Read by QxMD icon Read

Drosophila transport

Lijuan Du, Sougata Roy
Conserved morphogenetic signaling proteins disperse across tissues to generate signal and signaling gradients, which in turn are considered to assign positional coordinates to the recipient cells. Recent imaging studies in Drosophila model have provided evidence for a "direct-delivery" mechanism of signal dispersion that is mediated by specialized actin-rich signaling filopodia, named cytonemes. Cytonemes establish contact between the signal-producing and target cells to directly exchange and transport the morphogenetic proteins...
2018: Methods in Molecular Biology
Cristina Benito-Muñoz, Almudena Perona, David Abia, Helena G Dos Santos, Enrique Núñez, Carmen Aragón, Beatriz López-Corcuera
Neurotransmitter removal from glycine-mediated synapses relies on two sodium-driven high-affinity plasma membrane GlyTs that control neurotransmitter availability. Mostly glial GlyT1 is the main regulator of glycine synaptic levels, whereas neuronal GlyT2 promotes the recycling of synaptic glycine and supplies neurotransmitter for presynaptic vesicle refilling. The GlyTs differ in sodium:glycine symport stoichiometry, showing GlyT1 a 2:1 and GlyT2 a 3:1 sodium:glycine coupling. Sodium binds to the GlyTs at two conserved Na+ sites: Na1 and Na2...
2018: Frontiers in Molecular Neuroscience
Agnes Karasik, András Váradi, Flóra Szeri
Methotrexate (MTX) is a widely used chemotherapeutic agent, immune suppressant and antimalarial drug. It is a substrate of several human ABC proteins that confer multidrug resistance to cancer cells and determine compartmentalization of a wide range of physiological metabolites and endo or xenobiotics, by their primary active transport across biological membranes. The substrate specificity and tissue distribution of these promiscuous human ABC transporters show a high degree of redundancy, providing robustness to these key physiological and pharmacological processes, such as the elimination of toxins, e...
2018: PloS One
Siddharth Jayakumar, Shlesha Richhariya, Bipan Kumar Deb, Gaiti Hasan
Organisms need to co-ordinate growth with development, particularly in the context of nutrient availability. Thus, multiple ways have evolved to survive extrinsic nutrient deprivation during development. In Drosophila , growth occurs during larval development. Larvae are thus critically dependant on nutritional inputs but post critical weight they pupariate even when starved. How nutrient availability is coupled to the internal metabolic state for the decision to pupariate needs better understanding. We had earlier identified glutamatergic interneurons in the ventral ganglion that regulate pupariation on a protein-deficient diet...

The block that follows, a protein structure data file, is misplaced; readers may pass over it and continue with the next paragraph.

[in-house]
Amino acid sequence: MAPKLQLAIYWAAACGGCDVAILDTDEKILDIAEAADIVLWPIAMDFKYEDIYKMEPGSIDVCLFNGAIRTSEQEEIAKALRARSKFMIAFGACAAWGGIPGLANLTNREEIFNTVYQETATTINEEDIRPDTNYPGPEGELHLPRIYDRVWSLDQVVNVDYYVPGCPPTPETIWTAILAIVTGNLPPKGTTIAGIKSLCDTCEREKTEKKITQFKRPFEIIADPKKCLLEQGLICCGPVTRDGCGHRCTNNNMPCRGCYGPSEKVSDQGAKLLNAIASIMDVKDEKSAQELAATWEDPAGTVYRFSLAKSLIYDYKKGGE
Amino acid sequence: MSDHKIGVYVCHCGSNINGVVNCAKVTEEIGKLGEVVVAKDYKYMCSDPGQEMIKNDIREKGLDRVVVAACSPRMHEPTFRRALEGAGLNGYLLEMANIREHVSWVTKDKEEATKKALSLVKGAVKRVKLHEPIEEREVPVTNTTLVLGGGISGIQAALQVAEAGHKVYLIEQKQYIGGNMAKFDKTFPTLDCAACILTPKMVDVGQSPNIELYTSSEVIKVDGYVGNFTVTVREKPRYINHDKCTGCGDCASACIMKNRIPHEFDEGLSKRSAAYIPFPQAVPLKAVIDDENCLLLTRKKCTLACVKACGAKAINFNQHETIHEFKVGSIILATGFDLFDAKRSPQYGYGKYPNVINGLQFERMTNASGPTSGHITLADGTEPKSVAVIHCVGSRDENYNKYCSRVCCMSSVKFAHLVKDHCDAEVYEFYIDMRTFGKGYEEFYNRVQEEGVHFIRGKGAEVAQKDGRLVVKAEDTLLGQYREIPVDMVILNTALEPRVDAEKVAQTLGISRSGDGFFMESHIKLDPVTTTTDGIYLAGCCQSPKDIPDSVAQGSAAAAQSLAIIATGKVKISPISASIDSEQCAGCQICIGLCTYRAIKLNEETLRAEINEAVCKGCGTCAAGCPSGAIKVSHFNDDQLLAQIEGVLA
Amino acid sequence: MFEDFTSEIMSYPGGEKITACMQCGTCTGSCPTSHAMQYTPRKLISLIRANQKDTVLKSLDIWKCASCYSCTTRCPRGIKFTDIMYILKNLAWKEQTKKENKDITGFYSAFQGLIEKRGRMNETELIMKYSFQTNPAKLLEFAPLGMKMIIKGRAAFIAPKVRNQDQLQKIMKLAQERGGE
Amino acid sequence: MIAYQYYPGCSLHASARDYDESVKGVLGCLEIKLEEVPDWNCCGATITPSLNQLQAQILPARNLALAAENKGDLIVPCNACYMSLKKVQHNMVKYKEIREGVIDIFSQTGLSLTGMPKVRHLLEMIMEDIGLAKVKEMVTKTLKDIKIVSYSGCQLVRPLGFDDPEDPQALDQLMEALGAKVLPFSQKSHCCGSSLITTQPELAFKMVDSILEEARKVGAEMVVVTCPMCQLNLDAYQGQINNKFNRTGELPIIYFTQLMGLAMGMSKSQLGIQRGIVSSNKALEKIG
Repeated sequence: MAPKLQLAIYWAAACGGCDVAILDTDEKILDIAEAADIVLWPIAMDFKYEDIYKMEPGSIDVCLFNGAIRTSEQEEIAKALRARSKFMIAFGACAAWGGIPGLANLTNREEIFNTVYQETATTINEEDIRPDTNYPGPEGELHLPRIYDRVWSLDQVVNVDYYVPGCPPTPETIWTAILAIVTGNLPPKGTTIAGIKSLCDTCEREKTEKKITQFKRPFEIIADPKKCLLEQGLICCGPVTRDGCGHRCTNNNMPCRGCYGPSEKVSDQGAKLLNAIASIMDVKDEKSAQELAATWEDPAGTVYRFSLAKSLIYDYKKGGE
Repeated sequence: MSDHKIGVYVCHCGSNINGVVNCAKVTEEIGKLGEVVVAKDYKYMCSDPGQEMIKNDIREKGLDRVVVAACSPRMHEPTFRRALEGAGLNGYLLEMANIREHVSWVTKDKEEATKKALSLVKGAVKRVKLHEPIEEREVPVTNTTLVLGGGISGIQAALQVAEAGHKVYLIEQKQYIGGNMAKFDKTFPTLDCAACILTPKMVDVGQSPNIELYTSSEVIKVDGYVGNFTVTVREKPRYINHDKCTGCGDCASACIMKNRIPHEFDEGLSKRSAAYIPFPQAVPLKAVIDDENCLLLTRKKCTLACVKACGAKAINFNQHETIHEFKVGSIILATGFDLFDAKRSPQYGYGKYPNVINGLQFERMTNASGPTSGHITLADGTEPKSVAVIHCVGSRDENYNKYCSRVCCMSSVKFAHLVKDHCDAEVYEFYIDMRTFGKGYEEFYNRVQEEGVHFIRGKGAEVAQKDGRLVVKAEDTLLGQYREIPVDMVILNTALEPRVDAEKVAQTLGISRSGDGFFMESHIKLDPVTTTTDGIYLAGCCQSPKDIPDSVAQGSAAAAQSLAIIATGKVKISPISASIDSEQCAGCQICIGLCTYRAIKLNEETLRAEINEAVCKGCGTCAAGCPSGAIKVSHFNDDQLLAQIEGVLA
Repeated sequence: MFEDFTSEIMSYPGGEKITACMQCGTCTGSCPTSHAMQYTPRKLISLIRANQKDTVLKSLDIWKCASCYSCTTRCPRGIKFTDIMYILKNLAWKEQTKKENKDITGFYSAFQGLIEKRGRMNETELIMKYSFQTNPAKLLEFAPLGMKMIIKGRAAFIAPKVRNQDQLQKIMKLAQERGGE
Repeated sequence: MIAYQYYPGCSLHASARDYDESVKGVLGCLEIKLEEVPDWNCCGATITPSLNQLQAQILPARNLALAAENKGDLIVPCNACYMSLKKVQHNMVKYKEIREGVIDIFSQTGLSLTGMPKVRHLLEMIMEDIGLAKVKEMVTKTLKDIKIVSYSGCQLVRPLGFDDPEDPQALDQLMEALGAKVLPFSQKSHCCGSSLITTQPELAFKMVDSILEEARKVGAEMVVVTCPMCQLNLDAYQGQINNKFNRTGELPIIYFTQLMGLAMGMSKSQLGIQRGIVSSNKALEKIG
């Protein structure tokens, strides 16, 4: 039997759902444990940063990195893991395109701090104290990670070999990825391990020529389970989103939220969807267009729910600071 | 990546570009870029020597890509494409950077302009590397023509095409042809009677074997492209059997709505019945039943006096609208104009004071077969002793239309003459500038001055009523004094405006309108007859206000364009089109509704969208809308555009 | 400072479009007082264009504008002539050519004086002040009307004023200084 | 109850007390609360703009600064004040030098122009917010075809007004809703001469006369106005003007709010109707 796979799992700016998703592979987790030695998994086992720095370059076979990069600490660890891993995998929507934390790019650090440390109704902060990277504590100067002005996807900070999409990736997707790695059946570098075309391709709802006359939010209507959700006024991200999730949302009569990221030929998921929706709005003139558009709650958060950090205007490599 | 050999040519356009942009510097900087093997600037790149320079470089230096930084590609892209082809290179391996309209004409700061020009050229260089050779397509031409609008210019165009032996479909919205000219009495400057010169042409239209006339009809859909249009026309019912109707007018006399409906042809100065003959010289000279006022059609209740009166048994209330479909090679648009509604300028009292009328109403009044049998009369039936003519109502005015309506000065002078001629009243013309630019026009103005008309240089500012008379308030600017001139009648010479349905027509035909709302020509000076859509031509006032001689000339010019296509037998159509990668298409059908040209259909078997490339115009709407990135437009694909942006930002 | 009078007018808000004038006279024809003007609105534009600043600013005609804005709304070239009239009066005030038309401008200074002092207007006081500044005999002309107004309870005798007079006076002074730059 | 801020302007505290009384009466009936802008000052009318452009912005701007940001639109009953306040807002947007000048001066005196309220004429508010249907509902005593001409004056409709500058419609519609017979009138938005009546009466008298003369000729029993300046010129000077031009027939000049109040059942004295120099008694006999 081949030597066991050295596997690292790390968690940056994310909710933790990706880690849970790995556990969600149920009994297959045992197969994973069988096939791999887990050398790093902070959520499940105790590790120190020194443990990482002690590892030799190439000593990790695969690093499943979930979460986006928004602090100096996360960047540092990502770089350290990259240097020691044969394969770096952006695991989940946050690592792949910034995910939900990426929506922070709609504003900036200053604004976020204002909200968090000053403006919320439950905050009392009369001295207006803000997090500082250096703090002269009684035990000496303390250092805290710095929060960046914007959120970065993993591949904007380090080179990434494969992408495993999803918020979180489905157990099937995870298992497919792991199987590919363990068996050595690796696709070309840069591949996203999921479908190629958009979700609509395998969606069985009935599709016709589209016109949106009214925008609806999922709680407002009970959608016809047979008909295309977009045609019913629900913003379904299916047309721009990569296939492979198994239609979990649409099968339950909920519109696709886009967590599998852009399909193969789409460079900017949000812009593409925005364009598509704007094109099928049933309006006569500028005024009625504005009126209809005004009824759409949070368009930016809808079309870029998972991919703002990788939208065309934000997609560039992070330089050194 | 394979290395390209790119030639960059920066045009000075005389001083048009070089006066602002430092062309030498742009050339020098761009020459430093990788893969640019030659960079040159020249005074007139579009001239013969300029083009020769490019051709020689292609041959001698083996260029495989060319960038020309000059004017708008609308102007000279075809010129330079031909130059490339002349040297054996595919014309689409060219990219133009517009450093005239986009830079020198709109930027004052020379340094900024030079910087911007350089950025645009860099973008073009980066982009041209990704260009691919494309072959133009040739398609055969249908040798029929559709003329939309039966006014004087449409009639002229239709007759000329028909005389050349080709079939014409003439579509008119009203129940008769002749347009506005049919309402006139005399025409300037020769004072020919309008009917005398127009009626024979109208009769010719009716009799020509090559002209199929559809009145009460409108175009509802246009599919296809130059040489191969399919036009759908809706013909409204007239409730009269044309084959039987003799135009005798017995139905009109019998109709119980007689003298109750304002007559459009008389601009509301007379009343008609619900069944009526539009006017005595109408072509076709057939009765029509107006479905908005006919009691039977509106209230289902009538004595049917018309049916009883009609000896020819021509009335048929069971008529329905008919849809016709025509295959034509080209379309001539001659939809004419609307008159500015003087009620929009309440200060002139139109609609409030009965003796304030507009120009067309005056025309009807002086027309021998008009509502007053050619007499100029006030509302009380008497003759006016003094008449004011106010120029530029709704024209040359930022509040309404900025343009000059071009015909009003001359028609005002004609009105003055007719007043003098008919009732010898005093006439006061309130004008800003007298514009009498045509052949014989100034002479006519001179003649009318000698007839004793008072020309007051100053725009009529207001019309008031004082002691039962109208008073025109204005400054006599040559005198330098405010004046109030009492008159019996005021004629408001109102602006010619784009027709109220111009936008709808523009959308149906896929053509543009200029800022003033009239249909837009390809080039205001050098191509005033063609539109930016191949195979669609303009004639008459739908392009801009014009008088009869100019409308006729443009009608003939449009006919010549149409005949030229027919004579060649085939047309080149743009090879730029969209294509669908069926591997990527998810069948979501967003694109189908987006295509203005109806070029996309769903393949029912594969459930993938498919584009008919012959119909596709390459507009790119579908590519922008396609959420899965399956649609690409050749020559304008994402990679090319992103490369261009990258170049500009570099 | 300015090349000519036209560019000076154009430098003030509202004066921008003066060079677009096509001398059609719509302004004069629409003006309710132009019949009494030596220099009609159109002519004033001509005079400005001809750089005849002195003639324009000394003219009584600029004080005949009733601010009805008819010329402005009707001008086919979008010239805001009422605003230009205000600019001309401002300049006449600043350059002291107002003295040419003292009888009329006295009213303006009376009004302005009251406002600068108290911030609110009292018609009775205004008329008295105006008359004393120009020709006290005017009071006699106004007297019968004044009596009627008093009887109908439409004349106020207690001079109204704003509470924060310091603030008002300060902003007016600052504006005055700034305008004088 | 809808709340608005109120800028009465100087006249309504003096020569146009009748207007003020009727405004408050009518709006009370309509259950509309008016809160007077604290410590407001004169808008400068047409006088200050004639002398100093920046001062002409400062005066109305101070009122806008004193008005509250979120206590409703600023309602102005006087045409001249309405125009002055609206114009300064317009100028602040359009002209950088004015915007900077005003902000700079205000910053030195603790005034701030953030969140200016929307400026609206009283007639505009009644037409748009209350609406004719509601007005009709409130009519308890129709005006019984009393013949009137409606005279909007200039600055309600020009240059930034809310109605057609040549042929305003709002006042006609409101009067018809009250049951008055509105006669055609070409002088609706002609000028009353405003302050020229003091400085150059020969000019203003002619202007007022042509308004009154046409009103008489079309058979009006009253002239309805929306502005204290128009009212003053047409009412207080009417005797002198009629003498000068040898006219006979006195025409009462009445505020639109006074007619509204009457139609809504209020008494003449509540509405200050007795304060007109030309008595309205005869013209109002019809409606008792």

October 9, 2018: Journal of Neuroscience: the Official Journal of the Society for Neuroscience
Naoki Okamoto, Raghuvir Viswanatha, Riyan Bittar, Zhongchi Li, Sachiko Haga-Yamanaka, Norbert Perrimon, Naoki Yamanaka
Steroid hormones are a group of lipophilic hormones that are believed to enter cells by simple diffusion to regulate diverse physiological processes through intracellular nuclear receptors. Here, we challenge this model in Drosophila by demonstrating that Ecdysone Importer (EcI), a membrane transporter identified from two independent genetic screens, is involved in cellular uptake of the steroid hormone ecdysone. EcI encodes an organic anion transporting polypeptide of the evolutionarily conserved solute carrier organic anion superfamily...
October 1, 2018: Developmental Cell
Wen-Ting Yang, Yu-Chiao Li, Chiao-Ming Lin, Wei-Chun Tang, Bi-Chang Chen, Emiko Suzuki, Jui-Chou Hsu
Intercellular endosomes (IEs) are endocytosed vesicles shuttled through the adherens junctions (AJs) between two neighboring epidermal cells during Drosophila dorsal closure. The cell-to-cell transport of IEs requires DE-cadherin (DE-cad), microtubules (MTs) and kinesin. However, the mechanisms by which IEs can be transported through the AJs are unknown. Here, we demonstrate the presence of AJ-associated pores with MTs traversing through the pores. Live imaging allows direct visualization of IEs being transported through the AJ-associated pores...